uac081711001.jpg When Fayetteville and Cumberland County merged Parks and Recreation Departments to become Fayetteville/Cumberland Parks and Rec in 2004, the newly combined staff immediately began the work of planning to meet the needs of the community. Surveys were conducted and needs were assessed. By 2006, a master plan was in the works showing both the city and county government what the citizens wanted the department to look like in the coming years and decades.

It’s taken some time and effort, but that plan on how to meet the needs of Fayetteville/Cumberland County citizens is getting a close look from community leaders.

According to Michael Gibson of the Fayetteville/Cumberland County Parks and Recreation, the time for action has come.

“We decided to come up with a bond package. That is mostly the way parks and rec items are funded. In that package, are 15 items or projects that are based on the executive summary of the master plan from 2006,” explained Gibson.

Although the plan is ambitious, it is based on community feedback and needs in the community that were expressed when the two departments first merged.

“Here you have the fourth largest school district in the state of North Carolina and there is only one outdoor pool,” said Gibson. “We can see that we have glaring defi ciencies.”

While the bond package is not a done deal yet, Gibson is seeking to educate the community about what they will be paying for. To get the word out, there has been a series of informational community meetings detailing the plan to the public.

“We’ve heard positive comments on the big things. One thing we are trying to make sure that people understand about these packages is that these are revenue generators. We are not asking the citizens to build more facilities that they will have to put more capital into and pay expenses for,” said Gibson. “We are, technically, asking for capital funding only to build them. The revenue generated from having tennis tournaments and swim meets and track and fi eld meets would generate revenue to operate these facilities.”

Broken down, the bond measure is asking citizens for roughly three cents on every $100. For example, if a person’s house is $100,000 they would have to pay roughly $30 a year in taxes to contribute to this plan.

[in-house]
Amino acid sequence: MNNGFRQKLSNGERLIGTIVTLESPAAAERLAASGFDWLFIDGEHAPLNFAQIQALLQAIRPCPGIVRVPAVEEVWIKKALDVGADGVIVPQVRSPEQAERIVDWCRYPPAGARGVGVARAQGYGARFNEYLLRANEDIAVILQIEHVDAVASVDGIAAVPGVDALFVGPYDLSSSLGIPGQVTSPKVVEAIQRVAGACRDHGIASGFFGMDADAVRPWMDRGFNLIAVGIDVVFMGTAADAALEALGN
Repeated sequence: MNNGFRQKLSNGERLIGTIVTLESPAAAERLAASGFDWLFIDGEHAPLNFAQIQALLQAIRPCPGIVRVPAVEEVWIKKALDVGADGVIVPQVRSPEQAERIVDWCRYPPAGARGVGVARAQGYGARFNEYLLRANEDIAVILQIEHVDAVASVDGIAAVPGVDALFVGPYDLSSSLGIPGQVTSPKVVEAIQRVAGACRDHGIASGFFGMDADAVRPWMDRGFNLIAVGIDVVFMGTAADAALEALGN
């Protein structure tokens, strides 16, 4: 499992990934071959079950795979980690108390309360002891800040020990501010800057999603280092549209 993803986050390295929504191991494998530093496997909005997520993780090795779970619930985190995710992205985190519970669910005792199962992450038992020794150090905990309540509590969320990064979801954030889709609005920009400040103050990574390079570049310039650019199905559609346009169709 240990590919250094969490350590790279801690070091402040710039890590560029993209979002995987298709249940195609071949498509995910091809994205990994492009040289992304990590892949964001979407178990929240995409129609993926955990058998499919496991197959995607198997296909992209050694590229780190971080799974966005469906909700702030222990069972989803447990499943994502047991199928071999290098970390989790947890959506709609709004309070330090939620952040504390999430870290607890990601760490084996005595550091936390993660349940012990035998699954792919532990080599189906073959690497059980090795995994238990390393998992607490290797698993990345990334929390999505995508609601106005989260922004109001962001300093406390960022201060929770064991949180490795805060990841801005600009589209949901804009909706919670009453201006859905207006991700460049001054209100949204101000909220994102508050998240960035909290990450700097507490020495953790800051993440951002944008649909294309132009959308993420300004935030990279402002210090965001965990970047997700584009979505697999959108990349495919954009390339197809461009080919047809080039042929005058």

In a nutshell, the projects include a multi-purpose aquatic center with a senior center. The facility would be 120,000 to 130,000 square feet with approximately 18,000 square feet dedicated to the seniors. There would be an aquatics facility of about 35,000 to 38,000 square feet with field houses, an indoor running track, a wellness center with fitness rooms, a common space and a commercial kitchen. A skateboard park is on the list too, in addition to a 50-acre sports complex with soccer fields, softball fields and baseball fields. Splash pads, neighborhood pools and one big community pool are included along with some building upgrades, two new rec centers and a green waste plant.

That is a lot of information to process, but Gibson is confident that if the public is informed, they will be able to make informed choices when it is time to vote.

“I think we need to give enough information in our community meetings, and do a better job making sure that the people understand what they are buying,” said Gibson. “We want to give them enough information so that they can say ‘Yes, this thing looks like a viable option.’ And that will enable us to do some great things and create a better lifestyle for the people who live in the city.”

The plan can be viewed in its entirety at the Parks and Rec. website as can the master plan that inspired the projects.

The current system